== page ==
As an Artist Your Value Proposition Separates Your Work from the Crowd
What is it about your work that makes it deserve a sale? Think about the last time you purchased or supported another artist’s work. Why did you do it? How did it make you feel? What was the value of the purchase to you?
Consider that buying artwork is not like buying a commodity product like salt or gas. Art is not purchased because it’s the lowest price or you had a coupon.
Out of the zillions of available art works and photographs on the market that you could purchase, for some reason this particular piece of artwork compelled you to love it and purchase it.
Some of the factors involved might be:
You met the artist face to face
You saw a documentary about the artist
You read an interesting article about the artist
The artwork provoked a strong memory
The artwork was the perfect size or color for a space in your home
A friend recommend this artist
The artist reminds you of a more famous artist that you can’t afford
The artwork created a gut reaction
The art makes you happy
The art makes you think
The art sets a mood
The art matches your decor
The art matches your theme
You like the artist positions
You like what the art has to say about the world
The art is modern, the art is retro
The art gives you a positive feeling
etc, etc, etc.
One thing to remember when selling art is people buy or support art for a very different set of reasons than anything else they spend money on. Not only are they receiving a product for their money but they like to know they are supporting an artist so they can continue to create.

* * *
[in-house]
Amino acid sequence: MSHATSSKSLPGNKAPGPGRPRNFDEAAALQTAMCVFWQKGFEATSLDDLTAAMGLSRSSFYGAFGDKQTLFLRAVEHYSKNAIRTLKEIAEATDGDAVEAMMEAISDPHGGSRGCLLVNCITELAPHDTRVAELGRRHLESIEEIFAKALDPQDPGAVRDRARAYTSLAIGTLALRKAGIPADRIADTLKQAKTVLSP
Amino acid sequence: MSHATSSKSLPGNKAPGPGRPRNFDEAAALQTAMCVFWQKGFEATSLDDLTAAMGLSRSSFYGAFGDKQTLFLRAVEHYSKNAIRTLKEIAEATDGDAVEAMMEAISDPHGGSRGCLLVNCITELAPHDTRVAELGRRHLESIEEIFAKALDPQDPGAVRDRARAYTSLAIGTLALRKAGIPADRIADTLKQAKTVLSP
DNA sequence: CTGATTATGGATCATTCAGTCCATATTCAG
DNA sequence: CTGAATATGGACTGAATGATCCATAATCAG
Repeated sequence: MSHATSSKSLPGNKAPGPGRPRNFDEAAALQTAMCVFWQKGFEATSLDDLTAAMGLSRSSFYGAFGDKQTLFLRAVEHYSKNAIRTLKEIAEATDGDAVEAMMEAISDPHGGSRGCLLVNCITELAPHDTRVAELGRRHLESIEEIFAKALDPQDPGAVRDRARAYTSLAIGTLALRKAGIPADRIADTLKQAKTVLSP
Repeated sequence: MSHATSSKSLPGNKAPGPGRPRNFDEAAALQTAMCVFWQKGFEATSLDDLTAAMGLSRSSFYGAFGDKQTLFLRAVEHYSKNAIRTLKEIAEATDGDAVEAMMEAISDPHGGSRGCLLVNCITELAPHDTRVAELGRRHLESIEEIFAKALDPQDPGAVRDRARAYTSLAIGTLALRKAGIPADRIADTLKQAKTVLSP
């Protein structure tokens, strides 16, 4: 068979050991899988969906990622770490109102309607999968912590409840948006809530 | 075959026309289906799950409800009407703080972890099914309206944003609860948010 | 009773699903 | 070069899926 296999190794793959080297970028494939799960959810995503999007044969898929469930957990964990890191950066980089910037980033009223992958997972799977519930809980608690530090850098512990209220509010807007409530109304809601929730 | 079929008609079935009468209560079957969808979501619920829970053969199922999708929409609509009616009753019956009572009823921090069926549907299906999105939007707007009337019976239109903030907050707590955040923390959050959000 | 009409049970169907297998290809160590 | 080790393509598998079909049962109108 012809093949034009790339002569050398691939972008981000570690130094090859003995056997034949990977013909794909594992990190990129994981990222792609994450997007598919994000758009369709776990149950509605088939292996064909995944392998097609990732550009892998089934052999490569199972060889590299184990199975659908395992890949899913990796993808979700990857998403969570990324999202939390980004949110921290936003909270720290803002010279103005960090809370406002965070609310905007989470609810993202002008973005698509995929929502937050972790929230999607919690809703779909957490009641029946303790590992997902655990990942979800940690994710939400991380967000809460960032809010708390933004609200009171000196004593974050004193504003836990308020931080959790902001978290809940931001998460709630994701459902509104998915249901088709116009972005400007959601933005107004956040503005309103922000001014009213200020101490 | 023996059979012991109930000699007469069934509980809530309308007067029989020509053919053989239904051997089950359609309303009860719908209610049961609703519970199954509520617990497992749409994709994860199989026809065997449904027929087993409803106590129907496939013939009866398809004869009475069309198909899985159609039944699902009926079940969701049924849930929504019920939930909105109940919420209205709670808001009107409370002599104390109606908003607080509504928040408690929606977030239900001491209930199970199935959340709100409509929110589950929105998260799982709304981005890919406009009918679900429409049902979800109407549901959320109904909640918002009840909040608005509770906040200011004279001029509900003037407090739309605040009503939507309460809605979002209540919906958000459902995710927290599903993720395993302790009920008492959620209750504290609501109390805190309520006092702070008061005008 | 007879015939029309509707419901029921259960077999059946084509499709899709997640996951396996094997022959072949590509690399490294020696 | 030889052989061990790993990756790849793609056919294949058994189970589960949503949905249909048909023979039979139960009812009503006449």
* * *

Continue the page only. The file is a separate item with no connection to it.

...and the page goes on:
Support Artists To Support Your Set of Values
If you see work you like, you should support this work, even if you don’t end up owning it, because this artist is creating the kind of beauty you want to see in the world. By helping this artist survive and continue to make work, you’re helping someone change the world in the way you want it to change.
Your Value Proposition
Your value proposition as an artist sets you apart from your fellow artists and photographers.
VALUE PROPOSITION – (in marketing) an innovation, service, or feature intended to make a company or product attractive to customers.
In an never ending flood of amateur snapshots uploaded daily on social media, a professional level quality and execution. Consistently, editing, selection and subject choice can be enough to pull your work out of the masses and into the realm of quality worth spending money.
Your followers will come to expect focused images with good composition, free of dust spots, grain and poles sticking out of people’s heads.
My value proposition as a fine art photographer would go something like this:
Using professional equipment, honed post-processing skills, years of study, effort and passion for my subjects, creativity and a unique vision, I offer a unique and compelling images suitable for display in the finest homes and offices.
Further my collectors come to appreciate my style of clean and uncluttered compositions. They might also take comfort knowing that my work has been shown in galleries, on book covers and magazines around the world.
The fact that professional image buyers have selected my work to grace book covers and illustrate magazine articles doesn’t make someone love it, but it does provide affirmation that their choice is a solid one. After all, if it’s good enough for a book publisher to bet the success of a book launch on, it’s probably good enough to grace a guest room.
Abstract artwork for sale – Open edition reproductions of “Phantom Lik” by visual artist Edward M. Fielding are available for purchase in sizes up to 22 x 30 inches as matted and framed artwork, canvas, wood, acrylic, metal prints and more.
Artist Statement generated via artybollocks.com
My work explores the relationship between emerging sexualities and counter-terrorism.
With influences as diverse as Nietzsche and John Cage, new tensions are created from both explicit and implicit structures.